1. In Paul Auster's novel City of Glass (published in 1985), the detective Quinn is trailing a man named Stillman. As he follows Stillman, he notices that the man is not up to much, seemingly spending his time idling around an area of New York and engaging in a variety of pointless tasks. But Quinn faithfully records all of this in his journal:
"Pick up pencil in middle of block. Examines, hesitates, puts in a bag ... Buys sandwich in deli ... Sits on bench in park and reads through red notebook" These sentences seemed utterly worthless to him.
Frustrated, Quinn decides to map out the path that Stillman has traced in his walks.
It seemed to him that he was looking for a sign. He was ransacking the chaos of Stillman's movements for some glimmer of cogency. This implied only one thing: that he continued to disbelieve the arbitrariness of Stillman's actions. He wanted there to be a sense to them, no matter how obscure. This, in itself, was unacceptable. For it meant that Quinn was allowing himself to deny the facts, and this, as he well knew, was the worst thing a detective could do.
Nevertheless, Quinn traces out Stillman's path and discovers that on a particular day Stillman, in his walks, has traced out a letter of the alphabet. Each day, a different letter. And the letters traced out across the city form a word - a message.
2. In his metaphysical detective novel titled The Investigation, the writer Stanislaw Lem introduces us to a bizarre series of crimes commited across the city. The detectives in the novel, struggling to find an explanation that fits all the facts, arrive at one of two possible conclusions:
The first is that a bizarre and completely unlikely series of coincidences have happened, so as to make it seem that all the murders have the same underlying cause. This explanation also presumes a series of inter-related events: cancer rates, truck schedules, well-positioned cemeteries and insomniac drivers colliding together in such an absurd way so as to create the equivalent of a wide-scale Rube Goldberg device.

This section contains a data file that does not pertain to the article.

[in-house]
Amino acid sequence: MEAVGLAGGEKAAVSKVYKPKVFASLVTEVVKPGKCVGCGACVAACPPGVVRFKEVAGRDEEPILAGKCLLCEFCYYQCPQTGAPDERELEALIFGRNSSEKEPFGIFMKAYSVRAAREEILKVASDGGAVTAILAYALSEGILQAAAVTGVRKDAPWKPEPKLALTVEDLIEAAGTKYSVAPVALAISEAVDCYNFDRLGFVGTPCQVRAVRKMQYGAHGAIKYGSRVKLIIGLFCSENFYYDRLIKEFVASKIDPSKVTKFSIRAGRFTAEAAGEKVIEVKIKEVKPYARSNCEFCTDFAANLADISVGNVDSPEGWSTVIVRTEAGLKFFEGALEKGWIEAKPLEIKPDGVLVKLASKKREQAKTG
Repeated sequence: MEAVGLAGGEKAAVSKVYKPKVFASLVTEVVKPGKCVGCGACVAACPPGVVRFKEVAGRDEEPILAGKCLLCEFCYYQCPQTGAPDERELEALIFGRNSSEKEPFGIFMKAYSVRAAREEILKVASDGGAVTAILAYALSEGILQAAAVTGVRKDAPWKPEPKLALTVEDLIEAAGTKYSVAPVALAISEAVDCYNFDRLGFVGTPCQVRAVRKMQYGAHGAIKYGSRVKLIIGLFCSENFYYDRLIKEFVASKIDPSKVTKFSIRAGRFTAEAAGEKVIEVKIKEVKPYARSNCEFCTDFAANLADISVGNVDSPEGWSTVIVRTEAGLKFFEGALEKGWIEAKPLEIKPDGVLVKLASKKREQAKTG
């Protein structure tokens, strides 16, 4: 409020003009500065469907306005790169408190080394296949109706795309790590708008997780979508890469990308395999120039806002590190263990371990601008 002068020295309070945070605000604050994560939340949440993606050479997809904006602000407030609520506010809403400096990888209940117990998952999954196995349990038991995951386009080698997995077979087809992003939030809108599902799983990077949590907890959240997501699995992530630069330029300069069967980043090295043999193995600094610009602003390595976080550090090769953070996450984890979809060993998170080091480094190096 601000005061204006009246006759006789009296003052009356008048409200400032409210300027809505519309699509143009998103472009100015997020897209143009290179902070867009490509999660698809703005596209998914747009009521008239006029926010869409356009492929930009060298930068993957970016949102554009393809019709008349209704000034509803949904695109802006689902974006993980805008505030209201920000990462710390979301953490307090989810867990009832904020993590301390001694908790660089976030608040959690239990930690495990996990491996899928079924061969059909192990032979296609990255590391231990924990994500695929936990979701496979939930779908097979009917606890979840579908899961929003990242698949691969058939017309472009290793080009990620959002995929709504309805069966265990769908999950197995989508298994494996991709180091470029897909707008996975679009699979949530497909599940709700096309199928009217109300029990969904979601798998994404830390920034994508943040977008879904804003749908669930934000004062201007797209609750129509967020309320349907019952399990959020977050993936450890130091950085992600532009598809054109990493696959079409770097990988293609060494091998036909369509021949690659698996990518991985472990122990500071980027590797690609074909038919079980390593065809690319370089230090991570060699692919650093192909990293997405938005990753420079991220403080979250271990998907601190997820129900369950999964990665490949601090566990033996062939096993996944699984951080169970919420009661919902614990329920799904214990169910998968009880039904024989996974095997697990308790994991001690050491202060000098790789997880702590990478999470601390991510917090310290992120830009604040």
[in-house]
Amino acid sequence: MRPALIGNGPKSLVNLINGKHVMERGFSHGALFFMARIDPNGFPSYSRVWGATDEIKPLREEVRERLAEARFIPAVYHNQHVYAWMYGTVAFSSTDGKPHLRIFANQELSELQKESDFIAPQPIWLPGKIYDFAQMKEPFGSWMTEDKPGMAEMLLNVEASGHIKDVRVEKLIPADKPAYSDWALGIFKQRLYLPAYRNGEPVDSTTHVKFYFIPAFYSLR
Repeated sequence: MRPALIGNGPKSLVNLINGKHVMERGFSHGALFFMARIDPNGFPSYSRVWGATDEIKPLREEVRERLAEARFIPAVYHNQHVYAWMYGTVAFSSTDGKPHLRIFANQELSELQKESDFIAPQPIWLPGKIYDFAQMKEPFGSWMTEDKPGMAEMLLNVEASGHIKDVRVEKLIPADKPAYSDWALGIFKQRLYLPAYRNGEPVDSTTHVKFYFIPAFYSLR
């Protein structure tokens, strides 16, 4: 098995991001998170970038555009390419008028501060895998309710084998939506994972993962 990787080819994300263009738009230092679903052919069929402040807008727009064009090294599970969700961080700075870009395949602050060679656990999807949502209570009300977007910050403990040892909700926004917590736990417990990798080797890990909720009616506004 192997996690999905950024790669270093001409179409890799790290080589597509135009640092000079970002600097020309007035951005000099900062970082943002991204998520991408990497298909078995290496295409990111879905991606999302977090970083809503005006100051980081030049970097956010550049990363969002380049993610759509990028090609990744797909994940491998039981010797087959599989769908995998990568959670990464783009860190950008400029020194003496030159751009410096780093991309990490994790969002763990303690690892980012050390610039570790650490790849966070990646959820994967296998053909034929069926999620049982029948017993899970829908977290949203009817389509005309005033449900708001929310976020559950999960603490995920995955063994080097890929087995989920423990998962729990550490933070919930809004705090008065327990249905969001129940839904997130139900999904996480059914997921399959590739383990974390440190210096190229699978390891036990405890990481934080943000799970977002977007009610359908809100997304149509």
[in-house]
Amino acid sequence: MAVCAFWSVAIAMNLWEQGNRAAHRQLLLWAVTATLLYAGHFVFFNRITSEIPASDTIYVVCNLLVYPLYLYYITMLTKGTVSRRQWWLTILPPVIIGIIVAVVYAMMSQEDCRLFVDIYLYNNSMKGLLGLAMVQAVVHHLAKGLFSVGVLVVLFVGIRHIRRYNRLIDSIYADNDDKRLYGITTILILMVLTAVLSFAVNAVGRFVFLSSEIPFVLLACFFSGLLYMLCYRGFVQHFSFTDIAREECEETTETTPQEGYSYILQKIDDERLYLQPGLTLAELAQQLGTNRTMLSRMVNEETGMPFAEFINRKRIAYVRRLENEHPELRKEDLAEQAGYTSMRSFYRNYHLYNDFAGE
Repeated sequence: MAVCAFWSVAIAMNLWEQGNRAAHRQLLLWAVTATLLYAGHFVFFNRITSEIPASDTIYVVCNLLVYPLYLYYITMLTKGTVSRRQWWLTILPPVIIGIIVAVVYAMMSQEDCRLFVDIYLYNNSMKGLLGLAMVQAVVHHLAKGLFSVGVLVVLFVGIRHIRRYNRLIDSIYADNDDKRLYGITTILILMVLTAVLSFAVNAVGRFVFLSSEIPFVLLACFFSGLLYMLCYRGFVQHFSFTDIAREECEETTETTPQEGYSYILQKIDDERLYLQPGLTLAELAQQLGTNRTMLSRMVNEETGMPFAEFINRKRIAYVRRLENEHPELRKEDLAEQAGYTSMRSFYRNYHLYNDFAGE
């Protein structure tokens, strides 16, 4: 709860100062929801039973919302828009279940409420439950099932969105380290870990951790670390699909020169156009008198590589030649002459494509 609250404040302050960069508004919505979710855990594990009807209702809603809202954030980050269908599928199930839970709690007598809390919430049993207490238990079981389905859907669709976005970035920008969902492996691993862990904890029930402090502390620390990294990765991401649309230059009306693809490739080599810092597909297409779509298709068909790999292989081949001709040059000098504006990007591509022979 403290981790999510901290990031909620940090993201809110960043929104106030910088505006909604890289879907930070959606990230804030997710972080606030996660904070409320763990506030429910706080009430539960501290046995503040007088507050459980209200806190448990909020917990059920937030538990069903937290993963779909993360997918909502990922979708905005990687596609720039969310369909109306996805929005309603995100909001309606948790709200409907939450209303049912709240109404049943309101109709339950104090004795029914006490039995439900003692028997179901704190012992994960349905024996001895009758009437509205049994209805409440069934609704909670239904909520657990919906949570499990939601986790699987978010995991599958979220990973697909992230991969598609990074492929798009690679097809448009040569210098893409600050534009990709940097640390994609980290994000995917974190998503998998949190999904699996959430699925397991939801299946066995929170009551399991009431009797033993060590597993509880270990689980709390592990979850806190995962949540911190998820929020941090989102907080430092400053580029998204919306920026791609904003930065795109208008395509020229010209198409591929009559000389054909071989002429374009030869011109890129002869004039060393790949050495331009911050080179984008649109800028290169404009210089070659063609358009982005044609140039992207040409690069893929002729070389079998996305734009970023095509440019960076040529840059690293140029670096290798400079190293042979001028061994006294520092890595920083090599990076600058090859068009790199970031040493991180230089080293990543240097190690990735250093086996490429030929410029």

The second explanation is much much simpler and fits all the facts neatly. There is only one problem with it: The explanation involves the supernatural - specifically corpses who become zombies and rise out of their graves.
The novel ends with a question: Which explanation should a detective or scientist accept? Which explanation is more likely? How should our mind make sense of the bare facts?
3. On his Radical Cartography site, Bill Rankin introduces us to "A series of maps of the cities I've lived in or know well, showing only those routes and destinations that I actually use" Here, for example, is New York.
He calls them "Personal Use Maps". I call them Stillman maps.
4. The Waag society attaches GPS devices to several people in Amsterdam and then maps their travels around the city. The participants include a cyclist and a marathon runner.
Here is one map of Amsterdam produced by these wanderings. The process is referred to as "real-time GPS" The maps are just called maps.
5. It was Einstein who first introduced the concept of World Lines. A world line marks the travels of an object or person in both time and space. In fact, the Theory of Relativity can be restated in terms of World Lines: Its not that nothing can travel faster than light - its that no person or object can walk across the Light Cone.
A Stillman map is a World Line where the Time axis has been collapsed. It is the projection of the World line on a flat map. It is a cartographic diary.